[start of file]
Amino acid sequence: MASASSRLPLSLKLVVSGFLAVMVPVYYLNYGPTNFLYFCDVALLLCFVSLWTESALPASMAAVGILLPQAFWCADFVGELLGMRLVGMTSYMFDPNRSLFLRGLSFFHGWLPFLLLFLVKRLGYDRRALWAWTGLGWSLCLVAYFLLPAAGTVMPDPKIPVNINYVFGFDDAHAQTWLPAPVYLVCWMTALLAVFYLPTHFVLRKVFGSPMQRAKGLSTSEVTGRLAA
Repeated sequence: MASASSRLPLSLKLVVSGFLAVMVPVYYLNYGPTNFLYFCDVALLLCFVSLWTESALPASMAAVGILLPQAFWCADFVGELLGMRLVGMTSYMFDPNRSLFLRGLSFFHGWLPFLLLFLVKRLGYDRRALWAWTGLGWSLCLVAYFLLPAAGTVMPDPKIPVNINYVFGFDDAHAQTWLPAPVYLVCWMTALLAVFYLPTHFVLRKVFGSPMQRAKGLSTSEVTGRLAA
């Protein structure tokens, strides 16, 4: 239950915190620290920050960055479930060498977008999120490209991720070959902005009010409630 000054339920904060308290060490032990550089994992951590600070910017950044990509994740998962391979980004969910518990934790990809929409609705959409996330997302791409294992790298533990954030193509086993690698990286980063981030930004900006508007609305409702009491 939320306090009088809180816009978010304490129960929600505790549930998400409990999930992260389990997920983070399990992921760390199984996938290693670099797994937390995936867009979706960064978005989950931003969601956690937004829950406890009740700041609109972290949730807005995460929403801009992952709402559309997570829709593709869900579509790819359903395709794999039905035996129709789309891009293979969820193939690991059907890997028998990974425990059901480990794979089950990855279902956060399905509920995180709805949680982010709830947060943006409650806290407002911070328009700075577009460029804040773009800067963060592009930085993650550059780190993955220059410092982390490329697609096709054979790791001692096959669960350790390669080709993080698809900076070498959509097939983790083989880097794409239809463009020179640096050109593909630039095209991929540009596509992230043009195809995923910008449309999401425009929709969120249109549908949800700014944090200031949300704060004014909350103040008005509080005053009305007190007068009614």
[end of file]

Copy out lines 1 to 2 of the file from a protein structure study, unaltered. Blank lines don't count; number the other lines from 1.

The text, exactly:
Amino acid sequence: MASASSRLPLSLKLVVSGFLAVMVPVYYLNYGPTNFLYFCDVALLLCFVSLWTESALPASMAAVGILLPQAFWCADFVGELLGMRLVGMTSYMFDPNRSLFLRGLSFFHGWLPFLLLFLVKRLGYDRRALWAWTGLGWSLCLVAYFLLPAAGTVMPDPKIPVNINYVFGFDDAHAQTWLPAPVYLVCWMTALLAVFYLPTHFVLRKVFGSPMQRAKGLSTSEVTGRLAA
Repeated sequence: MASASSRLPLSLKLVVSGFLAVMVPVYYLNYGPTNFLYFCDVALLLCFVSLWTESALPASMAAVGILLPQAFWCADFVGELLGMRLVGMTSYMFDPNRSLFLRGLSFFHGWLPFLLLFLVKRLGYDRRALWAWTGLGWSLCLVAYFLLPAAGTVMPDPKIPVNINYVFGFDDAHAQTWLPAPVYLVCWMTALLAVFYLPTHFVLRKVFGSPMQRAKGLSTSEVTGRLAA